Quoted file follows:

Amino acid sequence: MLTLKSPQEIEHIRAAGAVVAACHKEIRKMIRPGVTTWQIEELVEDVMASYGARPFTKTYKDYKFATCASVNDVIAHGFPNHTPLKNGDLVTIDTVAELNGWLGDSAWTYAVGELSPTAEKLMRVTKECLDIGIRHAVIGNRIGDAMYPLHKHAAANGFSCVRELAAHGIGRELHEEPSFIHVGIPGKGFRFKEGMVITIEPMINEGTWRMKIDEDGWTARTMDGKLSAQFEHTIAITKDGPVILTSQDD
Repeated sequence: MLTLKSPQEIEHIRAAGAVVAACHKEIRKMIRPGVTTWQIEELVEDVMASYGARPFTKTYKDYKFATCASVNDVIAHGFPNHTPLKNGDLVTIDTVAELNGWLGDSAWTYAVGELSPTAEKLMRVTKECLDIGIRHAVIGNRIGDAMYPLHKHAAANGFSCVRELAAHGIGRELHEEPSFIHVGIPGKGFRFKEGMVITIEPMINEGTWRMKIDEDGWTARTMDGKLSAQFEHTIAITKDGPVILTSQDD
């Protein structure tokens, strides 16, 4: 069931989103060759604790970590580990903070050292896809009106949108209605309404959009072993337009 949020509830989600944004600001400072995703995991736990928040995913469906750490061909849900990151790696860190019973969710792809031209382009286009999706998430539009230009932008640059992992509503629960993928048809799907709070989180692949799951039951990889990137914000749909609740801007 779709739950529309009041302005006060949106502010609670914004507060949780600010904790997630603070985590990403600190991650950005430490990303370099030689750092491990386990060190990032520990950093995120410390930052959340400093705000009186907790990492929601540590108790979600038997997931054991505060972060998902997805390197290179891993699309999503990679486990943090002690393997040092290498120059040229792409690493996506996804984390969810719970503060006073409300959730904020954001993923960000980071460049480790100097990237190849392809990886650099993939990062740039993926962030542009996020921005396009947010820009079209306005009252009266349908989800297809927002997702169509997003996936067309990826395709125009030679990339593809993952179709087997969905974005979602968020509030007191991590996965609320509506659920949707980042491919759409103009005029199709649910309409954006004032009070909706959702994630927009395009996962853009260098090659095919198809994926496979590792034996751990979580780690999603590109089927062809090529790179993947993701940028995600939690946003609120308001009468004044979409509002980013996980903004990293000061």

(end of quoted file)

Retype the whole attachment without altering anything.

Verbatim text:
Amino acid sequence: MLTLKSPQEIEHIRAAGAVVAACHKEIRKMIRPGVTTWQIEELVEDVMASYGARPFTKTYKDYKFATCASVNDVIAHGFPNHTPLKNGDLVTIDTVAELNGWLGDSAWTYAVGELSPTAEKLMRVTKECLDIGIRHAVIGNRIGDAMYPLHKHAAANGFSCVRELAAHGIGRELHEEPSFIHVGIPGKGFRFKEGMVITIEPMINEGTWRMKIDEDGWTARTMDGKLSAQFEHTIAITKDGPVILTSQDD
Repeated sequence: MLTLKSPQEIEHIRAAGAVVAACHKEIRKMIRPGVTTWQIEELVEDVMASYGARPFTKTYKDYKFATCASVNDVIAHGFPNHTPLKNGDLVTIDTVAELNGWLGDSAWTYAVGELSPTAEKLMRVTKECLDIGIRHAVIGNRIGDAMYPLHKHAAANGFSCVRELAAHGIGRELHEEPSFIHVGIPGKGFRFKEGMVITIEPMINEGTWRMKIDEDGWTARTMDGKLSAQFEHTIAITKDGPVILTSQDD
């Protein structure tokens, strides 16, 4: 069931989103060759604790970590580990903070050292896809009106949108209605309404959009072993337009 949020509830989600944004600001400072995703995991736990928040995913469906750490061909849900990151790696860190019973969710792809031209382009286009999706998430539009230009932008640059992992509503629960993928048809799907709070989180692949799951039951990889990137914000749909609740801007 779709739950529309009041302005006060949106502010609670914004507060949780600010904790997630603070985590990403600190991650950005430490990303370099030689750092491990386990060190990032520990950093995120410390930052959340400093705000009186907790990492929601540590108790979600038997997931054991505060972060998902997805390197290179891993699309999503990679486990943090002690393997040092290498120059040229792409690493996506996804984390969810719970503060006073409300959730904020954001993923960000980071460049480790100097990237190849392809990886650099993939990062740039993926962030542009996020921005396009947010820009079209306005009252009266349908989800297809927002997702169509997003996936067309990826395709125009030679990339593809993952179709087997969905974005979602968020509030007191991590996965609320509506659920949707980042491919759409103009005029199709649910309409954006004032009070909706959702994630927009395009996962853009260098090659095919198809994926496979590792034996751990979580780690999603590109089927062809090529790179993947993701940028995600939690946003609120308001009468004044979409509002980013996980903004990293000061």